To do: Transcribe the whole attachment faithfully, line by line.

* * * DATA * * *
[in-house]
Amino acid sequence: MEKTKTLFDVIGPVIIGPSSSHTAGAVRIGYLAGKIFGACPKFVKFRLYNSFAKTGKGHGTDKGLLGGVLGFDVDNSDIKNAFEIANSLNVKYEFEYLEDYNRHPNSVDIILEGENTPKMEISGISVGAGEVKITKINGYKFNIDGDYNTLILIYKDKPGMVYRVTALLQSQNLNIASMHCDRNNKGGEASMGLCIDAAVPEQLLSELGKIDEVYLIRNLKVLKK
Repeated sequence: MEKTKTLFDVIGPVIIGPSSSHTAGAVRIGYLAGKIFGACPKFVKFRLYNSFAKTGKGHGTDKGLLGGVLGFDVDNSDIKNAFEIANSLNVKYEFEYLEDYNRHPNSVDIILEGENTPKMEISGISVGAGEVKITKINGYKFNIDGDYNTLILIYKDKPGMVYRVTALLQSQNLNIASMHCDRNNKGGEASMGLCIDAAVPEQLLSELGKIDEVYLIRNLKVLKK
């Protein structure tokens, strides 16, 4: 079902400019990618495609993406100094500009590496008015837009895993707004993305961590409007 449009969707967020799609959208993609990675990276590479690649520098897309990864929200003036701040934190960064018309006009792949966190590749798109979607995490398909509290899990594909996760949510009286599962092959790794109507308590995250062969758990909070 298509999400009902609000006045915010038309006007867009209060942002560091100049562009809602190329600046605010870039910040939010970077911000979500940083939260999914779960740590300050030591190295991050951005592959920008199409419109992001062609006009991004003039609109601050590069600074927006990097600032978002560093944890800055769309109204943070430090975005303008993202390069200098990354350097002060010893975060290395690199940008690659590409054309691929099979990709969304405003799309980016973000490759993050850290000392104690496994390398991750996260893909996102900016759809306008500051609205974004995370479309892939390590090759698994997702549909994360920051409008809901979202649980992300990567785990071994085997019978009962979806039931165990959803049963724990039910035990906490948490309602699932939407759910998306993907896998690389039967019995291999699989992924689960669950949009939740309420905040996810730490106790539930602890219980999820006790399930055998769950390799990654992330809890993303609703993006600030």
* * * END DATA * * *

[in-house]
Amino acid sequence: MEKTKTLFDVIGPVIIGPSSSHTAGAVRIGYLAGKIFGACPKFVKFRLYNSFAKTGKGHGTDKGLLGGVLGFDVDNSDIKNAFEIANSLNVKYEFEYLEDYNRHPNSVDIILEGENTPKMEISGISVGAGEVKITKINGYKFNIDGDYNTLILIYKDKPGMVYRVTALLQSQNLNIASMHCDRNNKGGEASMGLCIDAAVPEQLLSELGKIDEVYLIRNLKVLKK
Repeated sequence: MEKTKTLFDVIGPVIIGPSSSHTAGAVRIGYLAGKIFGACPKFVKFRLYNSFAKTGKGHGTDKGLLGGVLGFDVDNSDIKNAFEIANSLNVKYEFEYLEDYNRHPNSVDIILEGENTPKMEISGISVGAGEVKITKINGYKFNIDGDYNTLILIYKDKPGMVYRVTALLQSQNLNIASMHCDRNNKGGEASMGLCIDAAVPEQLLSELGKIDEVYLIRNLKVLKK
């Protein structure tokens, strides 16, 4: 079902400019990618495609993406100094500009590496008015837009895993707004993305961590409007 449009969707967020799609959208993609990675990276590479690649520098897309990864929200003036701040934190960064018309006009792949966190590749798109979607995490398909509290899990594909996760949510009286599962092959790794109507308590995250062969758990909070 298509999400009902609000006045915010038309006007867009209060942002560091100049562009809602190329600046605010870039910040939010970077911000979500940083939260999914779960740590300050030591190295991050951005592959920008199409419109992001062609006009991004003039609109601050590069600074927006990097600032978002560093944890800055769309109204943070430090975005303008993202390069200098990354350097002060010893975060290395690199940008690659590409054309691929099979990709969304405003799309980016973000490759993050850290000392104690496994390398991750996260893909996102900016759809306008500051609205974004995370479309892939390590090759698994997702549909994360920051409008809901979202649980992300990567785990071994085997019978009962979806039931165990959803049963724990039910035990906490948490309602699932939407759910998306993907896998690389039967019995291999699989992924689960669950949009939740309420905040996810730490106790539930602890219980999820006790399930055998769950390799990654992330809890993303609703993006600030």